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Python Dates and Times in Python Let's Build a Timed Quiz App Harder Time Machine

Write a function named time_machine that takes an integer and a string of "minutes", "hours", "days", or "years". This d

Is that OK to write datetime.timedelta(string = integer)?

time_machine.py
import datetime

starter = datetime.datetime(2015, 10, 21, 16, 29)

# Remember, you can't set "years" on a timedelta!
# Consider a year to be 365 days.

## Example
# time_machine(5, "minutes") => datetime(2015, 10, 21, 16, 34)

def time_machine(integer, string):
    if string == "years":   
        duration = datetime.timedelta(days = integer* 365)
    else:
        duration = datetime.timedelta(string = integer)
    return starter + duration

2 Answers

Chris Freeman
MOD
Chris Freeman
Treehouse Moderator 68,082 Points

The left-side of a keyword argument is not interpreted which causes the error string is not a valid keyword argument. If it were interpreted, then days, in the previous statement, would also need defining.

There are two ways to use a variable as a keyword argument:

  • use an if/elif/else statement to have a unique duration assignment for each timedelta argument type
  • create a dict with the key string and value integer, then use ** to expand this dict in the argument list

Post back if you need more help. Good luck!!!

Anupam Kumar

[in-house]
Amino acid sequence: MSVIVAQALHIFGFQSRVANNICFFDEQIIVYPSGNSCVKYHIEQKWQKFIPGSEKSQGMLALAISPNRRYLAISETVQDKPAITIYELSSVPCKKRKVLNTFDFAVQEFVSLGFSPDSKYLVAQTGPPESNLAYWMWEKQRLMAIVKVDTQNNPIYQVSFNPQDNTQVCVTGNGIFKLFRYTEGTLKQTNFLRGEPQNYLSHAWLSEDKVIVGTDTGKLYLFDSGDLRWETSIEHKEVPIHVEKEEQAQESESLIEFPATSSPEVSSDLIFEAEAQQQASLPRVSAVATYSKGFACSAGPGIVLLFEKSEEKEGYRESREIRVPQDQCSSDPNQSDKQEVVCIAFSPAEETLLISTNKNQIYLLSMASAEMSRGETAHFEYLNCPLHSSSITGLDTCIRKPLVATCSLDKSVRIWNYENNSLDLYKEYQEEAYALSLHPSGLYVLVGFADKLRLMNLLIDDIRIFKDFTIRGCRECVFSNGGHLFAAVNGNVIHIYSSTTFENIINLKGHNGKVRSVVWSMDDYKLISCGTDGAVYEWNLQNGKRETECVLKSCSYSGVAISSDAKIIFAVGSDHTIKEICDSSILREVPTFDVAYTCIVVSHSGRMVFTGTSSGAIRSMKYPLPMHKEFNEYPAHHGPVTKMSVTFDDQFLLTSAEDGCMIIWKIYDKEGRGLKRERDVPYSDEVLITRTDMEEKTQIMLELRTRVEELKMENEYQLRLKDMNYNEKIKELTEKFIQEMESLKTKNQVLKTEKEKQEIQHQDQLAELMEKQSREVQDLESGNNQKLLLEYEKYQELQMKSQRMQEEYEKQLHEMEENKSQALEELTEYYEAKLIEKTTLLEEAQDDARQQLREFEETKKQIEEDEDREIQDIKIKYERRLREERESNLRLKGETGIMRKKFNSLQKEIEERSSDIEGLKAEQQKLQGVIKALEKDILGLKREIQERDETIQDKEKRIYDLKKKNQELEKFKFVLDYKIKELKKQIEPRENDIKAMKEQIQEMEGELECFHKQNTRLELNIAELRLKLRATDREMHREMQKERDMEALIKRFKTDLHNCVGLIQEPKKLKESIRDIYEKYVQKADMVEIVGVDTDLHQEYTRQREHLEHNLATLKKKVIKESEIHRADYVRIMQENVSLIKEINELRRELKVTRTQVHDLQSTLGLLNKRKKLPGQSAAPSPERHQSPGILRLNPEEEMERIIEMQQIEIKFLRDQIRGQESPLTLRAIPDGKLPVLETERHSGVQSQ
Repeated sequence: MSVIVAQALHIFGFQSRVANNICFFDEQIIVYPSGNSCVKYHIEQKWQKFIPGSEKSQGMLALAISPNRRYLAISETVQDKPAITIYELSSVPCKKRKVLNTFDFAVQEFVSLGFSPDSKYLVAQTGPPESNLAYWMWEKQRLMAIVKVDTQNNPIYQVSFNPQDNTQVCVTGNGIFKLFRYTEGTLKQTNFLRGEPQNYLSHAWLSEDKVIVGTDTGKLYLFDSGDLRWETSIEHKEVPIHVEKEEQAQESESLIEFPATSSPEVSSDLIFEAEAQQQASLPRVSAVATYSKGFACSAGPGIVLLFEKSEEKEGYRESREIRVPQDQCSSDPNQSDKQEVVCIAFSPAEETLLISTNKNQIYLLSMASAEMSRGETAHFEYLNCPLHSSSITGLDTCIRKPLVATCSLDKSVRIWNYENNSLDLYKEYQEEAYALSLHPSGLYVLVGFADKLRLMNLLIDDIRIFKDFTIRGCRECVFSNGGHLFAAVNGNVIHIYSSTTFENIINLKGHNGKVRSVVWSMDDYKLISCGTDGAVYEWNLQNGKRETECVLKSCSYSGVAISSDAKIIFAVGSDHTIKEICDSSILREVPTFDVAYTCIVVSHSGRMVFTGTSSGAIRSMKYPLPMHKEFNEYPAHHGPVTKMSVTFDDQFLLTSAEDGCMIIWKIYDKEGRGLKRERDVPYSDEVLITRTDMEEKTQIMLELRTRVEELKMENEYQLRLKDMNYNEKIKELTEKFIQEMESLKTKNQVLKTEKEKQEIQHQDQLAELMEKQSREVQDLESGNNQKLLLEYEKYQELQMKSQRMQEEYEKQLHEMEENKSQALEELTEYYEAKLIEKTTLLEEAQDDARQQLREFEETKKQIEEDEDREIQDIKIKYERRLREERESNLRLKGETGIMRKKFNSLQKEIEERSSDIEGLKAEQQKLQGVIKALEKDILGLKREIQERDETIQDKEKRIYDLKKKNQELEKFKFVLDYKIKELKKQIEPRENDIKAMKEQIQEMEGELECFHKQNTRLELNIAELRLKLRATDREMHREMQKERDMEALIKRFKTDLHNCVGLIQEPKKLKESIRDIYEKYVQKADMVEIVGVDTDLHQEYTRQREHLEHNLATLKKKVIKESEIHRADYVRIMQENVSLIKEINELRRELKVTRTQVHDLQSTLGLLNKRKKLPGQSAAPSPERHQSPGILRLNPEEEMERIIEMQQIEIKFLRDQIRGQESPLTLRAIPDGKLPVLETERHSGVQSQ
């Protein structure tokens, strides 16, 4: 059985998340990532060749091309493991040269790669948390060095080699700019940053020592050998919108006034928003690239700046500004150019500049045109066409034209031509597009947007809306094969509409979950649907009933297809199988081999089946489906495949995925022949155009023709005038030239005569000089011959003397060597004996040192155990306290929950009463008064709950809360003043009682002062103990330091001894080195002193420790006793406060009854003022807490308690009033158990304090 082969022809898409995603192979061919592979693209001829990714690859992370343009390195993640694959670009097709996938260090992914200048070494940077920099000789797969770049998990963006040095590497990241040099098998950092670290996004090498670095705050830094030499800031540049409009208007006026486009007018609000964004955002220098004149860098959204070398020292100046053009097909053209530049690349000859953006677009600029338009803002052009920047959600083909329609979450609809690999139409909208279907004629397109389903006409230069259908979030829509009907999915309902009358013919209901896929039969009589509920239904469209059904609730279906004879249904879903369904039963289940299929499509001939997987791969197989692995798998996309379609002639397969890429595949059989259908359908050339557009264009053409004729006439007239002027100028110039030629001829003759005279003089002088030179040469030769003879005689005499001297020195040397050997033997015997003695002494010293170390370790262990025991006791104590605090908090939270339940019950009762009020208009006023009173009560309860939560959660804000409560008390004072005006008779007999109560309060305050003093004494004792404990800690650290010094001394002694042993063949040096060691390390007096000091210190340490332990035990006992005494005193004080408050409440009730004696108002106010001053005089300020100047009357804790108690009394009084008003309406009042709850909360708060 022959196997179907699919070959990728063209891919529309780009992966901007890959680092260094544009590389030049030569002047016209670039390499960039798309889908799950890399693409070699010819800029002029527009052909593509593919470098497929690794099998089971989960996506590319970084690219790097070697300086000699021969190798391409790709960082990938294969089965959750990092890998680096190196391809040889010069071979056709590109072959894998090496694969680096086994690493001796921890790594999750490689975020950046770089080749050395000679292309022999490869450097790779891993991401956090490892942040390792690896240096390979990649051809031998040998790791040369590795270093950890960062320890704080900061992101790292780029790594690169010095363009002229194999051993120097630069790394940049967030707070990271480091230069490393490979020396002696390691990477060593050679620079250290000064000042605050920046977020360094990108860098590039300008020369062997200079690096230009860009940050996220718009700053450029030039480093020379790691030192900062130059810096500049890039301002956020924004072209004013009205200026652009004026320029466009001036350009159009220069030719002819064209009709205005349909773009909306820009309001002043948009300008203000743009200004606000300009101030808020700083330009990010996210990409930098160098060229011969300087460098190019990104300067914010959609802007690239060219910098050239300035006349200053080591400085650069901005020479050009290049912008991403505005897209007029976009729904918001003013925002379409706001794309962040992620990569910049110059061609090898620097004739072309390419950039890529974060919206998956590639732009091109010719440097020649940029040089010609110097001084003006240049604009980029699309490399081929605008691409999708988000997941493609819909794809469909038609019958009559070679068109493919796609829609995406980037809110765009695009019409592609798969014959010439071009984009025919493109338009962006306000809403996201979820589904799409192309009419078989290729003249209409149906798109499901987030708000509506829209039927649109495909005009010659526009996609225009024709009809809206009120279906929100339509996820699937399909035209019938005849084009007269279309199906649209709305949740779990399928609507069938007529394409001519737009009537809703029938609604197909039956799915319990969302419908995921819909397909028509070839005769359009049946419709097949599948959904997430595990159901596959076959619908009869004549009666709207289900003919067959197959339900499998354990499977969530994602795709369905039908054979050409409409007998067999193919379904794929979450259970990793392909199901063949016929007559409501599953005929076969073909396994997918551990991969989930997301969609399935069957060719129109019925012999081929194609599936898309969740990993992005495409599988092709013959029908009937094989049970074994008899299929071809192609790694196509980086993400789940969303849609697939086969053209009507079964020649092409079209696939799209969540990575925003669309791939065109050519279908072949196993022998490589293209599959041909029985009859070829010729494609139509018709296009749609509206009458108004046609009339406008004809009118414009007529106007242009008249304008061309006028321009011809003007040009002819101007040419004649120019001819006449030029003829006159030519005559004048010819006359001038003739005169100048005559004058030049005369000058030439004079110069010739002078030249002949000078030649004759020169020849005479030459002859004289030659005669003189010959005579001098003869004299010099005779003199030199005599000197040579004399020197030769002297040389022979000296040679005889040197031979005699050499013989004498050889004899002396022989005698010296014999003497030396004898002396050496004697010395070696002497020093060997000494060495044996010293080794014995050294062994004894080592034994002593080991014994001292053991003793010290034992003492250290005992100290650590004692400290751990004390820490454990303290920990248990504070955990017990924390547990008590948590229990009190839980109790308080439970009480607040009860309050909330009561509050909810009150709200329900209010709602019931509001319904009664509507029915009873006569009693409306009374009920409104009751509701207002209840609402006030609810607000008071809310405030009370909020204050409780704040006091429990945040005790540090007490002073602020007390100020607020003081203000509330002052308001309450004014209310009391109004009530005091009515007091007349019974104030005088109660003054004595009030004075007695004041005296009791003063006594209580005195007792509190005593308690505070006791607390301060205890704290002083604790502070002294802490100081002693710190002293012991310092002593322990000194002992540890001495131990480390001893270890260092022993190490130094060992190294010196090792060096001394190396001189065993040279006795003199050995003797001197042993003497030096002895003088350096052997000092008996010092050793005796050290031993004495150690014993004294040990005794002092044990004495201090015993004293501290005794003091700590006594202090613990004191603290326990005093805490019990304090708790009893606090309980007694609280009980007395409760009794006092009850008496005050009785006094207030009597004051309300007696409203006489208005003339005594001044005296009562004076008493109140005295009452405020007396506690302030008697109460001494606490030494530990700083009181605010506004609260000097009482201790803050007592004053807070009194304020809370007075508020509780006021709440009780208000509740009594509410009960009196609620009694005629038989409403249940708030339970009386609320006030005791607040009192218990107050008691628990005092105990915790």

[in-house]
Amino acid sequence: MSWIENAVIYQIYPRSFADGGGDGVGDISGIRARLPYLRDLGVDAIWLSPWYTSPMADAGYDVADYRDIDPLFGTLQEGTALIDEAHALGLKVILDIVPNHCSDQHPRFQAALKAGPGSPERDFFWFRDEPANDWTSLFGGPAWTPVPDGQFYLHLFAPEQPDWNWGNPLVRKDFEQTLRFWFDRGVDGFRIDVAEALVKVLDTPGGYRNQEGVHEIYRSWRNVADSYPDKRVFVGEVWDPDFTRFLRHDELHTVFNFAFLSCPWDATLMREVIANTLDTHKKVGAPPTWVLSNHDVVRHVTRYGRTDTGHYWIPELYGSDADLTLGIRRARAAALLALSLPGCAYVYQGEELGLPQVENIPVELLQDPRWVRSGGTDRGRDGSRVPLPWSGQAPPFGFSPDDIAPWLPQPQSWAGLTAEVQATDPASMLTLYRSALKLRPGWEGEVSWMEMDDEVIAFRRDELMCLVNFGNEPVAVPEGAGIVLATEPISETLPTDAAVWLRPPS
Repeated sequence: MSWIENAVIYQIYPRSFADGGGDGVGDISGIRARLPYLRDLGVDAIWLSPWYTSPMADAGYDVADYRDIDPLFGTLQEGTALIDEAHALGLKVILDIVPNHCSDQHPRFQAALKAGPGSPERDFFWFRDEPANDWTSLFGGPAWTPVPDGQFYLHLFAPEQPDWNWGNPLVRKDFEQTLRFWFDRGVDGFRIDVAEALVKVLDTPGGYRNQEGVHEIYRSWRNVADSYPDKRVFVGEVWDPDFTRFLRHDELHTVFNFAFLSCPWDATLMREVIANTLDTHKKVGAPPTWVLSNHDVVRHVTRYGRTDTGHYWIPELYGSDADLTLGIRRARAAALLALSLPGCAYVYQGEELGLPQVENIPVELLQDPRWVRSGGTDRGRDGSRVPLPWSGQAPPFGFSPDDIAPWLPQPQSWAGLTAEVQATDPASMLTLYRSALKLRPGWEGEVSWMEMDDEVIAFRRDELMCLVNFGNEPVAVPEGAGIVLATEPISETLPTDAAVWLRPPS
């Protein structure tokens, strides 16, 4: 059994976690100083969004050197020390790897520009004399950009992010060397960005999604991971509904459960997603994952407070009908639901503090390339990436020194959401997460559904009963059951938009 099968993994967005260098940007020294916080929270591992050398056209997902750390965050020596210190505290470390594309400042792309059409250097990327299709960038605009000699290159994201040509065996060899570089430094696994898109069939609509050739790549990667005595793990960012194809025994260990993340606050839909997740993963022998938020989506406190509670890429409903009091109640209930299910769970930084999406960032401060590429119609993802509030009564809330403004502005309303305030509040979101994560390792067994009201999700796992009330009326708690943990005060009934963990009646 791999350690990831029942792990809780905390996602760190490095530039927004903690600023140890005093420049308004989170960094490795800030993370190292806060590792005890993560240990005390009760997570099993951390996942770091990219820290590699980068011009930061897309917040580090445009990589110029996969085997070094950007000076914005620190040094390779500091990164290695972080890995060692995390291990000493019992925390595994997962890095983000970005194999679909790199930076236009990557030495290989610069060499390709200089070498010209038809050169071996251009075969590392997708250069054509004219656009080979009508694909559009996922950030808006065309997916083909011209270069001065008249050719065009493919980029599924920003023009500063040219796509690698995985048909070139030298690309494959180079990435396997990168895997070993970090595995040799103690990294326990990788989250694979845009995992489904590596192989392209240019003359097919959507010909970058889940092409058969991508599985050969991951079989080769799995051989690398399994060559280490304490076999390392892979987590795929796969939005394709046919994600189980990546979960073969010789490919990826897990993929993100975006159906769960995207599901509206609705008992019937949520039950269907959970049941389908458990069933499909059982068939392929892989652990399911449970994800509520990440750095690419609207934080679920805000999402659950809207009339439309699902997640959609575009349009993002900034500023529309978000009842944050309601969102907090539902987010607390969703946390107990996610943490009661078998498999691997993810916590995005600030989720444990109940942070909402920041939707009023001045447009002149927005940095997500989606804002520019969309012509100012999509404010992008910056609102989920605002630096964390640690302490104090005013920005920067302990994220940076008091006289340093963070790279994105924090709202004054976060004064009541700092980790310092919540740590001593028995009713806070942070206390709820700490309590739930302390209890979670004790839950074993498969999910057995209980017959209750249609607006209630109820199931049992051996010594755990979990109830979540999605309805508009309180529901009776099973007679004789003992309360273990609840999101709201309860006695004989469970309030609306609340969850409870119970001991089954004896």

Anupam Kumar
3,795 Points

What could be wrong with this Code

import datetime

starter = datetime.datetime(2015, 10, 21, 16, 29)

# Remember, you can't set "years" on a timedelta!
# Consider a year to be 365 days.

## Example
# time_machine(5, "minutes") => datetime(2015, 10, 21, 16, 34)
def time_machine(strin,integer):
    return starter+datetime.timedelta(strin=integer)
time_machine("minutes",5)

thanks in advance

[MOD: added ```python formatting -cf]

Chris Freeman
Chris Freeman
Treehouse Moderator 68,082 Points

There are two issues:

  • the code does not account for the “years” option that is not a valid argument to timedelta. You will need to check for this case and convert to “days”
  • the left-side of a keyword argument assignment is always interpreted as the string **name* of a keyword argument*. It is never evaluated directly as a variable.

You can use the form

# create dict with value of strin used as key
kwargs = {strin: integer}
datetime.timedelta(**kwargs)

Post back if you need more help. Good luck!!!